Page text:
By covering 0.4% of the Norwegian territory with solar cells, today’s solar cell technology (15% efficiency) can provide Norway with 120 TWh annually. A similar value is also pertinent for the United States. It is therefore possible to utilise solar cells in order to supply all of our electricity consumption, given that we find a good way to store energy for utilization at night or in cloudy weather.
Status of solar cells in Norway and the world
Solar cells today represent a small part of the global electricity production, but at locations where it is expensive to connect to the grid it is cost efficient. In Norway a good example is the utilization of solar panels in cabins. Solar panels have been installed in Norwegian cabins at remote locations for more than 20 years. However, solar cells are still quite expensive, and the industry is working hard to reduce costs. In 2009 the milestone of 1 dollar per installed watt was achieved. The development continues, and one expects that electricity prices from photovoltaic solar cells may be competitive by 2030.
Norway is already today a considerable producer of solar cells, and one of the worlds leading producers of silicon, which is the most common material for manufacturing of today’s solar cells. Norwegian industry and Norwegian research institutions have long experience with the production of silicon for solar cells and wafers for electronic devices. The Norwegian company ELKEM has for a long time been the worlds greatest producer of pure silicon. Another company, REC Wafer, has since its establishment in 1997 become one of the world leaders in the manufacturing of wafers for solar cells. REC – Renewable Energy Corporation, is involved in the whole value chain of solar cells, from raw materials to complete modules.
Research at NTNU, SINTEF and IFE
To reduce the costs for production of electricity from solar cells, research and development is needed. The efficiency of the solar cells and efficient use of materials are crucial to bring down the cost.
NTNU and SINTEF has a world leading research environment for the manufacturing and characterization of silicon for solar cells. In laboratories in Trondheim research is carried out to find new and cheaper processes for the production of solar grade silicon, crystallization and characterization of wafers and materials. Researchers are also investigating the recycling of silicon that is lost in the process of wire sawing of the wafers.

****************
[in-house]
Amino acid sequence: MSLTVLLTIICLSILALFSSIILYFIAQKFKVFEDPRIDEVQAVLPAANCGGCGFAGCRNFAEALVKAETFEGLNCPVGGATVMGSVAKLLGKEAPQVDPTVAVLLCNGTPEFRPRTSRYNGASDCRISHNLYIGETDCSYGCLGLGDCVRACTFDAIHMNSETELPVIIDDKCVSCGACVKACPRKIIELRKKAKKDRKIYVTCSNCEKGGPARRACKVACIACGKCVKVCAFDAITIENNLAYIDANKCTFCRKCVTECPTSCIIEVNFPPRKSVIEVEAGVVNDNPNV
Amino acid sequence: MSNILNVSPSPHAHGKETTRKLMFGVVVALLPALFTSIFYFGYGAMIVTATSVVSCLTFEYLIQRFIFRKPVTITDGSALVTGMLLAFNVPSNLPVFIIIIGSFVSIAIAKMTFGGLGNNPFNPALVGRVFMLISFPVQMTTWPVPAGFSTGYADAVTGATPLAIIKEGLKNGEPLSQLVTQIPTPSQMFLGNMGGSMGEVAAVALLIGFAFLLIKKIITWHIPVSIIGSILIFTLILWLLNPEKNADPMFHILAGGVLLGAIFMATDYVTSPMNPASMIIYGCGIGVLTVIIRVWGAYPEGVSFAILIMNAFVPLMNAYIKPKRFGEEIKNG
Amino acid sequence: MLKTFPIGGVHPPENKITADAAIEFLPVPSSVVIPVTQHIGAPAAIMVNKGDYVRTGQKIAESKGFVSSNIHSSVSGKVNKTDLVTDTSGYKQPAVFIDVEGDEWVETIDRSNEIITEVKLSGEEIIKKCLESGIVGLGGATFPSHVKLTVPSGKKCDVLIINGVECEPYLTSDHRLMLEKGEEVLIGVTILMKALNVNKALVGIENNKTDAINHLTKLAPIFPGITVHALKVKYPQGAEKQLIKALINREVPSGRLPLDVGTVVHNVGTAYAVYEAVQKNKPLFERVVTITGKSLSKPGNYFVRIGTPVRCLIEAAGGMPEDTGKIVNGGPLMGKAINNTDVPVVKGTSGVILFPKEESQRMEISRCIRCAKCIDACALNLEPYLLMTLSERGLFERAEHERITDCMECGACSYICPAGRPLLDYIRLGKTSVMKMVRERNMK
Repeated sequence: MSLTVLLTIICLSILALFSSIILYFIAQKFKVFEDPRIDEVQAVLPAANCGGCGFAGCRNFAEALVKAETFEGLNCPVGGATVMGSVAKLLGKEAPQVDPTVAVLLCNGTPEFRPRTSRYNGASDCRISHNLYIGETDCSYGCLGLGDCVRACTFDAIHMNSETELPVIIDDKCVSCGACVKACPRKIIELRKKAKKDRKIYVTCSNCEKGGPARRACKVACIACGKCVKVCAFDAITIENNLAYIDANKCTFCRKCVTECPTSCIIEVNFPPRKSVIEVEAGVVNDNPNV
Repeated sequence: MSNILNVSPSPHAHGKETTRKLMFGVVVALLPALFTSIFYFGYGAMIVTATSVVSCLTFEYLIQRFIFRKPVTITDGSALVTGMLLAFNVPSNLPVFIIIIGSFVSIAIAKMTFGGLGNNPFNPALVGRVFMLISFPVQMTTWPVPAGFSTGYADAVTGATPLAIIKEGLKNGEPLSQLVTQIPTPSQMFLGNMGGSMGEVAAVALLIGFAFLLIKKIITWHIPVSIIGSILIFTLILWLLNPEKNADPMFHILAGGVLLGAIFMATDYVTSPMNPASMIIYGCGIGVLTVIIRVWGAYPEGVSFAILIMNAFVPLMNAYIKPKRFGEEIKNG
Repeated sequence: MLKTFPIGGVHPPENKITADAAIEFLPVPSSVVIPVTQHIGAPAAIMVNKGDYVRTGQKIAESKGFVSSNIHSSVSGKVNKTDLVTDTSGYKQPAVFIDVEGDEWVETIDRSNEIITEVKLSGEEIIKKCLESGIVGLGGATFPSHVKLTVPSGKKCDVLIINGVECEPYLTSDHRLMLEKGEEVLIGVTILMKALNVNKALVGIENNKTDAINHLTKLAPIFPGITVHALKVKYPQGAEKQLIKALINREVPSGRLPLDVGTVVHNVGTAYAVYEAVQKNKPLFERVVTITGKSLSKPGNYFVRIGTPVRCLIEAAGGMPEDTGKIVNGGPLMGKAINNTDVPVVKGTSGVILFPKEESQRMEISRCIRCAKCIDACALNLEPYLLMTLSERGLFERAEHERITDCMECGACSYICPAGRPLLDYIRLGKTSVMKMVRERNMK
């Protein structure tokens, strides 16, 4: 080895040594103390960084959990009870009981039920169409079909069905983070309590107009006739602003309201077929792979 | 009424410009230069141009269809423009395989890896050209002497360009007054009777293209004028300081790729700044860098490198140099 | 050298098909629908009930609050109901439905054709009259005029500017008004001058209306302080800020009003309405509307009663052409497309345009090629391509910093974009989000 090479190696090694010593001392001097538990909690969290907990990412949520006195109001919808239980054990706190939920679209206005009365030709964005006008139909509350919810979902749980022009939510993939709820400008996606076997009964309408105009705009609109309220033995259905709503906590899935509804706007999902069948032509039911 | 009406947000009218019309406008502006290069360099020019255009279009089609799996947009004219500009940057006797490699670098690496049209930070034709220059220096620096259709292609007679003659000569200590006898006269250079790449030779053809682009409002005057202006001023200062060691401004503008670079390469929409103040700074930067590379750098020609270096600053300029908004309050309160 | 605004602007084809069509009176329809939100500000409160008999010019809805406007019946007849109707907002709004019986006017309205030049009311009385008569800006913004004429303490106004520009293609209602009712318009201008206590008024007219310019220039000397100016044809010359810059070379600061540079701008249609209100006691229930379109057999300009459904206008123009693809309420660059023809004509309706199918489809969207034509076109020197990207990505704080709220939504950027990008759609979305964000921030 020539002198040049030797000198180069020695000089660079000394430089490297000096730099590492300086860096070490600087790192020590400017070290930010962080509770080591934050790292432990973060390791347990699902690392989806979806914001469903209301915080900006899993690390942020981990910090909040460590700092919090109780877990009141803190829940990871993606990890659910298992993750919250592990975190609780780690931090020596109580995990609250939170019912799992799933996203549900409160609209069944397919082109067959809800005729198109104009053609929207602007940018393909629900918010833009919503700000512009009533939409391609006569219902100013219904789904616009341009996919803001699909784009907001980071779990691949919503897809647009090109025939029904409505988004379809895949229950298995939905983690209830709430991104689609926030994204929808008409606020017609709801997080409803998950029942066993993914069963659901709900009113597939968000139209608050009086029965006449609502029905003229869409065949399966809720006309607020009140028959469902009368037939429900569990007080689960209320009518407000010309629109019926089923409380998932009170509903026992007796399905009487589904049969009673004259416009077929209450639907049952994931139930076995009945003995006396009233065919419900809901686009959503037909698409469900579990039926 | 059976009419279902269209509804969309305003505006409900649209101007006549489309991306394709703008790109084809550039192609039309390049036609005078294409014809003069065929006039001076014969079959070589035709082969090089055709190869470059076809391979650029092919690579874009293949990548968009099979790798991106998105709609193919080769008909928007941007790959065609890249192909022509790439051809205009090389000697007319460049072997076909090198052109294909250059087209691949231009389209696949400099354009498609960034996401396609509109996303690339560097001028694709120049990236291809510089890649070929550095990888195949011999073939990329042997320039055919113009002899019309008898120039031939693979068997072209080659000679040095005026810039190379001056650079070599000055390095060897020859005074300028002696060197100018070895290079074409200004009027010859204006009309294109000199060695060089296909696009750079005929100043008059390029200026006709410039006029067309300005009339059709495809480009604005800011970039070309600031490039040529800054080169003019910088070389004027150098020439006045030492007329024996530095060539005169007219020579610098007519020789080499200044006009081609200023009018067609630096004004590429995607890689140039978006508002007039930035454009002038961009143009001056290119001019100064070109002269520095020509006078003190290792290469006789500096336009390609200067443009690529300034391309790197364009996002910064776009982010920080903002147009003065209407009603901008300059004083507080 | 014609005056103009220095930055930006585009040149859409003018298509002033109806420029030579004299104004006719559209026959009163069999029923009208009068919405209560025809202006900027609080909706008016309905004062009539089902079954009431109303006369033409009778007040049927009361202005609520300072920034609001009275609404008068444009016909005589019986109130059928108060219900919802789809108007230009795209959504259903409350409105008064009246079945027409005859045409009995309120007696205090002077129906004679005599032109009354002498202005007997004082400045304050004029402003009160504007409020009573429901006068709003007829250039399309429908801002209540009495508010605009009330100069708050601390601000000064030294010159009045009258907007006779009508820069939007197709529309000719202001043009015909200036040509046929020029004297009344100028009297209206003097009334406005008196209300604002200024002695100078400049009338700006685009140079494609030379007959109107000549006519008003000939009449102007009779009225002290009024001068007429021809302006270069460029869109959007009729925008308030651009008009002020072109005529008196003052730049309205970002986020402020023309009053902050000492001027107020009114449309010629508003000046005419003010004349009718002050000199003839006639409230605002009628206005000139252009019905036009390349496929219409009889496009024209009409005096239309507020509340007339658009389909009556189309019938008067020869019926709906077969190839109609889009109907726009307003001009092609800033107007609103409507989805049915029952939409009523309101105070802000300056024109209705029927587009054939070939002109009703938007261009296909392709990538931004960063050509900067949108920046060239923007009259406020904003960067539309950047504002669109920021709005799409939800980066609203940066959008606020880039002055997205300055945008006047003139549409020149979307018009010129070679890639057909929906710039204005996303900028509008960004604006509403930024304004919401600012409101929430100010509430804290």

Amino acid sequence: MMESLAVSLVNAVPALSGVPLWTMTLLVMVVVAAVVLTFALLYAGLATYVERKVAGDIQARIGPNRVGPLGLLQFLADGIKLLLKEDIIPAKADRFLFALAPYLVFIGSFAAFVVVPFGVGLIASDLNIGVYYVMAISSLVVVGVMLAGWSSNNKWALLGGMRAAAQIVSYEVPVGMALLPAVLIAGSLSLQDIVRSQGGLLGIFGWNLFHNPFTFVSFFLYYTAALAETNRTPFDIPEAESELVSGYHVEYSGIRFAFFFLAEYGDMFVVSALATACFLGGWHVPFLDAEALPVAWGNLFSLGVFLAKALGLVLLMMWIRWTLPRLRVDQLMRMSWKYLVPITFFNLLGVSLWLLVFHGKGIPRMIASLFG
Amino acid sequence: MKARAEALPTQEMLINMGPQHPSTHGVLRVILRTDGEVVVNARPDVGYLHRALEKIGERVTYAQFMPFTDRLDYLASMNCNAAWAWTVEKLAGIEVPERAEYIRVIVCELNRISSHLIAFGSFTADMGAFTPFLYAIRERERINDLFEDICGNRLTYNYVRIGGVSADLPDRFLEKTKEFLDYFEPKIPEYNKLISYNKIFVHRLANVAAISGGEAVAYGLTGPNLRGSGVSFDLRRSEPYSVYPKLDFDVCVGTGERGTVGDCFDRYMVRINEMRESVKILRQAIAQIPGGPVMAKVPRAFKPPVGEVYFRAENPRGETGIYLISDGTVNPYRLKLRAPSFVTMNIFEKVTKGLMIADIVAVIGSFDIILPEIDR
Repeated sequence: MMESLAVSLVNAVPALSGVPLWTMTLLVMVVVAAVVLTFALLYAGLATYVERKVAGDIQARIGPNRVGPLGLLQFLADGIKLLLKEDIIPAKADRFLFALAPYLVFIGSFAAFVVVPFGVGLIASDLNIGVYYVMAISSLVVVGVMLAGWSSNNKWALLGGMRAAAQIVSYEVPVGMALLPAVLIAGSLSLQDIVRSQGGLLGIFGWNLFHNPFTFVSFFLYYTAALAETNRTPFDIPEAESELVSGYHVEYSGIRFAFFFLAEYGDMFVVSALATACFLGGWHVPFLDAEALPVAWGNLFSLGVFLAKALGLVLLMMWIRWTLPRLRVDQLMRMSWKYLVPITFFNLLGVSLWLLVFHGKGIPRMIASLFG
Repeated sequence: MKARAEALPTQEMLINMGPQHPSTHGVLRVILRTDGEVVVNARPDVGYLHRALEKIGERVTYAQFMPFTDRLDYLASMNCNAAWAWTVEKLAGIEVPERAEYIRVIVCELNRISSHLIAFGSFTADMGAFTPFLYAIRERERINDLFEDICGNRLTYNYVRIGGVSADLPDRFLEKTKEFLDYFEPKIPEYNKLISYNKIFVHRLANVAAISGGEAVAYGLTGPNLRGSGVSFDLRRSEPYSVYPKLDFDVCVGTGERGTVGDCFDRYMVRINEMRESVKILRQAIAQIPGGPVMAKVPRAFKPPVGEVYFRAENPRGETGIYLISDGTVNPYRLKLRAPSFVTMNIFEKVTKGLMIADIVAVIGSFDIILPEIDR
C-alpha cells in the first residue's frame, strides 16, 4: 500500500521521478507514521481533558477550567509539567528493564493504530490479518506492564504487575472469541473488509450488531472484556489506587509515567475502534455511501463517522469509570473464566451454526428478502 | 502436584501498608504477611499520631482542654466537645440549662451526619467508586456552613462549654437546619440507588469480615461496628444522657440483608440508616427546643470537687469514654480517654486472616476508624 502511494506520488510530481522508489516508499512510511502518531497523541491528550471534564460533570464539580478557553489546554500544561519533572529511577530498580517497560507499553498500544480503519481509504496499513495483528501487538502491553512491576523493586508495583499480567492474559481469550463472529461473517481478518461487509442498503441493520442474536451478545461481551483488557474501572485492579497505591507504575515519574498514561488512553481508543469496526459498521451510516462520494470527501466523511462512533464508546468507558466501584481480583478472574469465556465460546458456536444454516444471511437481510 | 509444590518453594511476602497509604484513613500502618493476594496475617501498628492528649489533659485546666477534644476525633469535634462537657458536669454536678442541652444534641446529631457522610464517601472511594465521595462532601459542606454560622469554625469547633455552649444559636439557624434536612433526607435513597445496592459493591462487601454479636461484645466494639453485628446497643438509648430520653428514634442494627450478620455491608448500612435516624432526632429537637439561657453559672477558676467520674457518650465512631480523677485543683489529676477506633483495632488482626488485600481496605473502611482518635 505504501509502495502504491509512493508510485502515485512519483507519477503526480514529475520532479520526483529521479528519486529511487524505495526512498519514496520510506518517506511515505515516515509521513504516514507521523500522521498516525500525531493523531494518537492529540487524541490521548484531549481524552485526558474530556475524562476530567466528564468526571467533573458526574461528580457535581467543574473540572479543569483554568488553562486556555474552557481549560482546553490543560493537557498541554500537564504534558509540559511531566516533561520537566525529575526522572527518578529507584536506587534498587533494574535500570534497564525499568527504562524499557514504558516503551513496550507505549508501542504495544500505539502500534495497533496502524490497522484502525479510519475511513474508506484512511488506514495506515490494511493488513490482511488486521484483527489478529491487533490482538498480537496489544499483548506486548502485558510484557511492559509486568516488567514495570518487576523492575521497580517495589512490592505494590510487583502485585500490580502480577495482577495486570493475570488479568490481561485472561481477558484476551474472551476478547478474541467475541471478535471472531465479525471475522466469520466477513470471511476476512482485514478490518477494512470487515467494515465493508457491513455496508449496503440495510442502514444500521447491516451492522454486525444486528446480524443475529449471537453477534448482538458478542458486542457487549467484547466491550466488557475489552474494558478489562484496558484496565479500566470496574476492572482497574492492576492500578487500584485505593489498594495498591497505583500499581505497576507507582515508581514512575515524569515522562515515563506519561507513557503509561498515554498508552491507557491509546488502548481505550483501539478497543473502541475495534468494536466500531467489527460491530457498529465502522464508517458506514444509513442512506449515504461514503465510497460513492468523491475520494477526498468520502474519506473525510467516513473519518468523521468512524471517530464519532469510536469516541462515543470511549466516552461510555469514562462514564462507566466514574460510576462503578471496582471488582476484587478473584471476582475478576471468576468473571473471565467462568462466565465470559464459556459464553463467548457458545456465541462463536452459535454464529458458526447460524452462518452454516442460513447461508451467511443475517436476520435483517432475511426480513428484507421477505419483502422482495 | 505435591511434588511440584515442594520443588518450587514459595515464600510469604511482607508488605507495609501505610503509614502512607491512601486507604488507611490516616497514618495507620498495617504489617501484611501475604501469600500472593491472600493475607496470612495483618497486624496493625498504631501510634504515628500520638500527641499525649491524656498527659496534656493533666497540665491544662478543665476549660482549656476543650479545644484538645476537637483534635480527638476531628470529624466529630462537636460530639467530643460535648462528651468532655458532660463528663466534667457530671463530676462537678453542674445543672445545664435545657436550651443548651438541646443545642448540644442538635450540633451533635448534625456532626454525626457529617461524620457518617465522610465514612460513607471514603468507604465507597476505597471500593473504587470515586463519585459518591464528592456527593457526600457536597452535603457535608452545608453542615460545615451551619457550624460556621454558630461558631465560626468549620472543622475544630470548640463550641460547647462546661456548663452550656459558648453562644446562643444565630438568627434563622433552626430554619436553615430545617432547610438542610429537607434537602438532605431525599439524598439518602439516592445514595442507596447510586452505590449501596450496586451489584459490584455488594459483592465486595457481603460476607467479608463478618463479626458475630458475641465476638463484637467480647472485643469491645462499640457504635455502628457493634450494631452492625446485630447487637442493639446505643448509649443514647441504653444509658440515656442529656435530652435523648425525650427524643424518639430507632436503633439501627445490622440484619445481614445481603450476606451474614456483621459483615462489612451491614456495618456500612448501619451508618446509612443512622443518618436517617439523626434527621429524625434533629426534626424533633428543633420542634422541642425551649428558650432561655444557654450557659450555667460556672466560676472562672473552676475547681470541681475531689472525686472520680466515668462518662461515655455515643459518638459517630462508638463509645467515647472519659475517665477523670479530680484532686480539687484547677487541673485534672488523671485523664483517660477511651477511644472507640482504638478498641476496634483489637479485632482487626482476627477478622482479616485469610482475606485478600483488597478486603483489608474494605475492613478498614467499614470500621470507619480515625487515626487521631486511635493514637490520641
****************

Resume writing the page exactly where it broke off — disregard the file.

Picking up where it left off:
The solar cell value chain – from quarts to silicon wafers, explained by associate professor Gabriella Tranell from NTNU. Photo: SFFE
At NTNU and SINTEF there are also projects on how to develop technology for the solar cells of the future. There are several researchers working on intermediate band solar cells, as well as light harvesting in thin films that can upconvert infrared light to visible light that can be utilized in solar cells.
At IFE, a new solar cell laboratory was inaugurated in 2009. The solar cell laboratory contains a complete production line for the manufacturing of wafer based solar cells and advanced processing equipment for thin film technologies. There is also a well-equipped characterization lab for solar cells.
IFE’s researchers are devoted to working on a number of different projects related to solar cells. These includes production of silicon materials, design, modelling and processing of solar cells, characterisation of materials and how they affect the solar cell efficiency, and even on solar modules and energy systems containing solar cells.
New concepts for solar cells are also developed at IFE. So called third generation solar cells are focusing on new materials and technologies to trap the light in ultra-thin solar cells. “The Norwegian Research Centre for Solar Cell Technology”, which was established in 2009, is also headquartered at IFE.
Associate Professor Turid Worren, Department of Physics, NTNU, +47 73 59 03 86
Professor Otto Lohne, Department of Materials Science, NTNU, +47 73 59 27 94
Researcher Arve Holt, IFE Solar cell department, +47 63 80 61 95